When Grizzlies Matter

 

There are moments in this life when we all need to take a step back, take a deep breath and be the calm in the room.  There are moments when we all need to stop being offended and taking our frustrations out on others.  There are moments when we need to stand down and realize not every moment is a grizzly moment.  I get all of this and I have spent my adult years reminding myself of this more than I’d care to admit.

That said, there are also those very pivotal moments when we, as parents, need to stand up, to grizzly up, and to step forward in order to effectively advocate for our children.

My best Conversation to date with a school administrator:

Following a two hour melt down where my son was under the desk screaming and the class had to be evacuated. After two hours of the school floundering as they attempted to resolve the situation, I was called and asked to step in.  It took me all of three minutes to do the resolving.  After the situation was resolved, the principal asked me back to his office for a chat.  It went like this….

School Admin:
“I am concerned that your son’s behaviors are impacting the instructional minutes of our other students in his class and I will not stand for instructional minutes to be sacrificed.”

Me:
“I am equally concerned that every time his teacher fails to stand up and manage his behaviors you and she, as a team, sacrifice his ability to be viewed as just another kid in his classroom.  Every single time you allow a frustrating moment to deteriorate into a melt down, HIS instructional minutes are not only impacted, but HIS social opportunities with HIS peers are LOST.

You are allowing a teacher’s inability to STEP UP to compromise his ability to simply be seen as a kid, a regular kid, and you are, instead, allowing him to be seen as chaotic and frightening every time she misses the cues because, for some entitled reason, she doesn’t think kids LIKE HIM are HER job.

Every single time she fails to do her job she takes a little piece of his childhood away from him.”

School Admin:
*insert both pin and jaw dropping*

 

Sparkle On, my friends.

Don’t Be the A-S-S

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A Wonder Soul asked this last week about my kiddo and whether he had been diagnosed as severe early on. It’s a question that’s been trailing me all week. Back in the diagnosis days fifteen years ago, it wasn’t always a helpful process and doctors weren’t always very open or hopeful with the parents. I don’t ever remember hearing a functioning level discussed. One might think that because my son is successful in high school today (at 16) and is independent in his academics that it has always been that way. It has NOT. There were days when his behaviors nearly eclipsed his academics and put educational choices out of our hands.
What I do remember is him not being accepted into the same”typical” preschools his siblings attended because of his volatile behavior, his lack of speech, the fact that he was still in diapers at four, and because the preschool administrator looked at me like I had a third eye when I mentioned he was autistic. What I do remember is being in the special ed classes in preschool through our local elementary school. What I do remember is wanting my boy to be recommended for the combo kindergarten class Florida offered where two teachers (one sped and one reg ed teacher) team taught a class that was mixed with regular ed and SPED students….t-o-g-e-t-h-e-r. Yeah, we wanted to be part of that.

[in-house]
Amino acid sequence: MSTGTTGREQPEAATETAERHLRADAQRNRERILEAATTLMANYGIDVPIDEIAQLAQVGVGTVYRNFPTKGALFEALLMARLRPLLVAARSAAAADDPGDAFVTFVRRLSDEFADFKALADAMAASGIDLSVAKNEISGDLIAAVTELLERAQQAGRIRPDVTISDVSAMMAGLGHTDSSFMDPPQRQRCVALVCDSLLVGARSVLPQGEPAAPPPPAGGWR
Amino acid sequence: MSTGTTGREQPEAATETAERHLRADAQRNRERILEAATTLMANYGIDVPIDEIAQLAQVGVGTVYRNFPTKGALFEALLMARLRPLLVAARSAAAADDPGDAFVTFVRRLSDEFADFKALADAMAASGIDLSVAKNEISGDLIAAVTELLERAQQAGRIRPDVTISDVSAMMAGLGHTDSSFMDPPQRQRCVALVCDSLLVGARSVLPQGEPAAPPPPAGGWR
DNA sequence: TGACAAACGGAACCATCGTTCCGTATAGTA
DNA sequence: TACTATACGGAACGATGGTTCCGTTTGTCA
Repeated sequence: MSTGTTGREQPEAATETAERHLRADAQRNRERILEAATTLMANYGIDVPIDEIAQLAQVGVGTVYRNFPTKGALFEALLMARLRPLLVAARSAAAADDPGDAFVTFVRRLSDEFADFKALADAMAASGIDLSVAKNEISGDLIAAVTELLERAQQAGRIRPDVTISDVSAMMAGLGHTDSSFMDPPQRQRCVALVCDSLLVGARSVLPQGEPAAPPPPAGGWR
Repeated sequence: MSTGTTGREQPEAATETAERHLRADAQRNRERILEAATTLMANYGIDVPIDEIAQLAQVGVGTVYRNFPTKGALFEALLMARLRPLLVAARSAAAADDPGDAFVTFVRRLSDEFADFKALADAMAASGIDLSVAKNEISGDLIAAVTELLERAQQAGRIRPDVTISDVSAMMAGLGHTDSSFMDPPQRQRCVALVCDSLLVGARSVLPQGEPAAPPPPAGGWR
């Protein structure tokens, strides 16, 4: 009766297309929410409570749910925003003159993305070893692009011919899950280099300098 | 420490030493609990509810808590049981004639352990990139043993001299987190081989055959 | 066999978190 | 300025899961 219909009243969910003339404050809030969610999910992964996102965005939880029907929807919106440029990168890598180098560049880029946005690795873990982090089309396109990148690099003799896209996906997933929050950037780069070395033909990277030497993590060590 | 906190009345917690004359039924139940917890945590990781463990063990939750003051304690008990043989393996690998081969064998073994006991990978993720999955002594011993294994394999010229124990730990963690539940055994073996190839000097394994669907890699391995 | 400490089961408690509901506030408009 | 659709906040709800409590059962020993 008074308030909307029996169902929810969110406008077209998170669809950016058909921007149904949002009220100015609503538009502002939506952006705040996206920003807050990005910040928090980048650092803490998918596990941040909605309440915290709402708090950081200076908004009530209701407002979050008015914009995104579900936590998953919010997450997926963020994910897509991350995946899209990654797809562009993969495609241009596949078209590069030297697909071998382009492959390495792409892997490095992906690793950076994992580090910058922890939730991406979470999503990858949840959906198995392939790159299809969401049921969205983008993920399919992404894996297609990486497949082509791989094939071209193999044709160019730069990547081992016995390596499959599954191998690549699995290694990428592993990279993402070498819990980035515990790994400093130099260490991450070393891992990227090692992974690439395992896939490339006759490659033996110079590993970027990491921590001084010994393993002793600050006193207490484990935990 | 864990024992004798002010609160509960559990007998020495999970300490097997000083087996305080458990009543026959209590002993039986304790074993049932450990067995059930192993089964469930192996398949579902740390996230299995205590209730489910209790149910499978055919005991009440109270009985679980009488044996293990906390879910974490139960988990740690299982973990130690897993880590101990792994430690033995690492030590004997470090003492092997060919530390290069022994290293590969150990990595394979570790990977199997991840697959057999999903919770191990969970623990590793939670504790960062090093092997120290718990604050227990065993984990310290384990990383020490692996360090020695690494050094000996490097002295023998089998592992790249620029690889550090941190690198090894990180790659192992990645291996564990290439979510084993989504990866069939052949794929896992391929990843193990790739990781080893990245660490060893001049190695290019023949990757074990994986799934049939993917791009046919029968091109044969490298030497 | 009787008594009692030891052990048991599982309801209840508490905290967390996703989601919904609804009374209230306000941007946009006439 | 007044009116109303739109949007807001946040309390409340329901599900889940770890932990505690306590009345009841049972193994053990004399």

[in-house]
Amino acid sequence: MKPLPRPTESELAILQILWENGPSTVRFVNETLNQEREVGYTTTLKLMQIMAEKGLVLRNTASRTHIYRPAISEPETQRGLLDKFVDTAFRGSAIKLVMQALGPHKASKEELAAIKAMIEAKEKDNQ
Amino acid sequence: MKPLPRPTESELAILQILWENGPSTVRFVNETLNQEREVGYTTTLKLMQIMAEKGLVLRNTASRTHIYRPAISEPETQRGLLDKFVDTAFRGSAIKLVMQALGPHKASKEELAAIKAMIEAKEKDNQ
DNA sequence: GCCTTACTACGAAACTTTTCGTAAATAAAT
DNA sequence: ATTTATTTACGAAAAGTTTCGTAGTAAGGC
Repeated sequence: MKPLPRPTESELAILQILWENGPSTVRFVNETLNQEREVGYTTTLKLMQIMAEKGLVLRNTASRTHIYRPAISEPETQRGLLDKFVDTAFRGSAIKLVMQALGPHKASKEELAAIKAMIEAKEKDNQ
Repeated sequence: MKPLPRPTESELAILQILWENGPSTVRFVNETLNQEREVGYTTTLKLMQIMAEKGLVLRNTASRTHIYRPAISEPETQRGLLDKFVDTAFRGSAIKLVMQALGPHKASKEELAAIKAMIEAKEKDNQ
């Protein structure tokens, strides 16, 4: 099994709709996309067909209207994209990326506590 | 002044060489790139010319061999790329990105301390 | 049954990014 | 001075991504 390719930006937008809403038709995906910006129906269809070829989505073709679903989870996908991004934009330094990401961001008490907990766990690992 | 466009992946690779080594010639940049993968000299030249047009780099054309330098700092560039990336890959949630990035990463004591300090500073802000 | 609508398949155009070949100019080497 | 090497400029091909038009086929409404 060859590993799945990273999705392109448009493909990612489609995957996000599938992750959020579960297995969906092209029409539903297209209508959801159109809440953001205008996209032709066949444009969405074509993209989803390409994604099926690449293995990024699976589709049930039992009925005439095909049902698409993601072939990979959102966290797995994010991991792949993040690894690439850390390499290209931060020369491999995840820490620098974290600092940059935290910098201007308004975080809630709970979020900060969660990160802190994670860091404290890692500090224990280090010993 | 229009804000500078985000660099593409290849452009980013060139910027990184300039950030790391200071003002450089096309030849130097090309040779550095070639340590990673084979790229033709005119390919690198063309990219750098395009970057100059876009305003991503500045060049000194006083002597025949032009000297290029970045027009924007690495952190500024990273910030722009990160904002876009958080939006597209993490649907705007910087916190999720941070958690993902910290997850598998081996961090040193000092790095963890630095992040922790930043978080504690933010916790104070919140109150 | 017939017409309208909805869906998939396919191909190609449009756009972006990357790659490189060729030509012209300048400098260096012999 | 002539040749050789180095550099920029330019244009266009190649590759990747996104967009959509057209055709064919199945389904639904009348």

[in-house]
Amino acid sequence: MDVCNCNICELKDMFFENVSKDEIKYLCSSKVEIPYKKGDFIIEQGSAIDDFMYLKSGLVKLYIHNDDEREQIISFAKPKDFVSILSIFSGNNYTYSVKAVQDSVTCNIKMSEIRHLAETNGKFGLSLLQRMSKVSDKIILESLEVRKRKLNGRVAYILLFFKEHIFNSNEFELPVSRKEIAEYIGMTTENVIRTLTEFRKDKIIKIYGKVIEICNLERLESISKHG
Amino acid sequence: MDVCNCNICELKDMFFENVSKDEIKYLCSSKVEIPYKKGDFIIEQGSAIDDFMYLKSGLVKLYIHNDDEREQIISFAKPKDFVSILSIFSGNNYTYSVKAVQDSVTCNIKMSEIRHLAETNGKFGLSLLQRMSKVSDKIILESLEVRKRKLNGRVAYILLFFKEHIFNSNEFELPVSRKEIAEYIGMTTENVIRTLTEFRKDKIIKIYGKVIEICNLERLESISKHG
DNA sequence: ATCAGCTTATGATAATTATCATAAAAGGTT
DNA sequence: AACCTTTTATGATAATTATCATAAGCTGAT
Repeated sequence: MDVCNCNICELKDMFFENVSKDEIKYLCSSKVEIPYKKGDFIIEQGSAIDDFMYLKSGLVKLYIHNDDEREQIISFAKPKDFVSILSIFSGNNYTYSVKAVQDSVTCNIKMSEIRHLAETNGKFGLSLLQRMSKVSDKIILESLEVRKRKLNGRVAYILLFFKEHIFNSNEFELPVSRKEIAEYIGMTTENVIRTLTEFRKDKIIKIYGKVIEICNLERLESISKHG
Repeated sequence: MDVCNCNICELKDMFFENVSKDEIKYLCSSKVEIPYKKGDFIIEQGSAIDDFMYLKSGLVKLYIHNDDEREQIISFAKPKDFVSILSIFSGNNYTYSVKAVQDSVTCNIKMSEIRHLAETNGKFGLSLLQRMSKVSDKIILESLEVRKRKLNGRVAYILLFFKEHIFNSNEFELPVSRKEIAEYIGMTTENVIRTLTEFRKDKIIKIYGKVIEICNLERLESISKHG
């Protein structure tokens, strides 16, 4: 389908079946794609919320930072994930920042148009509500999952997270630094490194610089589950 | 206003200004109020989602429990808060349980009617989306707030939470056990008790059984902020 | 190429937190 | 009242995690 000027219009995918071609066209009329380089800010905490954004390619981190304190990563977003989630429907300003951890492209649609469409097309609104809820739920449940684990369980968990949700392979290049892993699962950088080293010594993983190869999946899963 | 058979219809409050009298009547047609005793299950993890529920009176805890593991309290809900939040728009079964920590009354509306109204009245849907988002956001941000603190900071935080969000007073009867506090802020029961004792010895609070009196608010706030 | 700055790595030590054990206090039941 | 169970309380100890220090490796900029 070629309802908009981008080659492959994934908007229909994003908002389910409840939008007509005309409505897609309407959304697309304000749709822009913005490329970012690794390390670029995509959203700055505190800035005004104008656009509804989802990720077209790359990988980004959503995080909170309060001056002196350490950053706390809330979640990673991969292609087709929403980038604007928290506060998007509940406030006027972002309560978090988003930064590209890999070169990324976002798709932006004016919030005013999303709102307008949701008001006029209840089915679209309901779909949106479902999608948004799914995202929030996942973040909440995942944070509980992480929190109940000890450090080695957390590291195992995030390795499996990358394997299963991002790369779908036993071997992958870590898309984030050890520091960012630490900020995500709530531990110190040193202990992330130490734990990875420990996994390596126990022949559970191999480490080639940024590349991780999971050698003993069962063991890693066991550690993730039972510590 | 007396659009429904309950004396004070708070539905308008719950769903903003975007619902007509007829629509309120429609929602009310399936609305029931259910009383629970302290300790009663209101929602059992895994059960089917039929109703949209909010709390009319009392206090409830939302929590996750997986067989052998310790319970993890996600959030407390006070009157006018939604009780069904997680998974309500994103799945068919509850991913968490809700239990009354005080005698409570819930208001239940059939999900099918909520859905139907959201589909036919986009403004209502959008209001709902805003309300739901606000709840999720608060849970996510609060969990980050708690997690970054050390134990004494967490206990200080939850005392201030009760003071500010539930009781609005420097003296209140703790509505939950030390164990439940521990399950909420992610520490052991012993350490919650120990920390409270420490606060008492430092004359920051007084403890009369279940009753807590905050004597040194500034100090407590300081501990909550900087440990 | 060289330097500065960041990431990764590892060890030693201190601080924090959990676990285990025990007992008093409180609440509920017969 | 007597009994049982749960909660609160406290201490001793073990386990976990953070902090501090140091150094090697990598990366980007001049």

I remember the crushing feeling when I heard we would not be recommended for that class and, instead, would be placed into a isolated special day class for kids with varying disabilities.I remember the first day of that class. I remember walking in and knowing that class was not the right placement for us ….not because I didn’t want him with other kids like him but I knew, from the way the class was set up with toys and fun zones, that once he got used to playing all day, we’d never get him to buckle down and do academics again because playing on the computer and in the kitchen area is a lot more fun and behaviors would escalate further to get back to the fun zones he wanted.
That’s when I went back to the team and the teacher and I pleaded and I promised and I pledged all my time to them to help make up for the time my boy would take away from their other students. I also recognized that there was a chance I was in denial and the new placement wouldn’t work so I asked them to give us just three months. I promised after three months if it was not a good fit, I would be the first one to remove him.
I tell people often that that one decision changed everything. It was the difference between my son sinking and swimming academically. It was a risk and I understand they had never taken such risks before but, that day, they did and they gave my son the chance to rise up to the expectations set before him. To this day, those two teachers and the two aides in the class, to me, are the Godsends that changed the direction of our lives forever. Nicole and Kim (last names not used because I do not know if they would want them used publicly) were, and are still, the magic in our memories and I’m thankful every day for the risk they all took for my boy.
I promise you it was not a simple or easy year.
Progress was not magic.
My boy was not always kind and did not make great choices.
He challenged them every single day but they did not give up.  No matter how much he screamed in opposition, no matter how much he snotted on their clothes, no matter how much he tried to manipulate to get what he wanted…..they never gave up on him.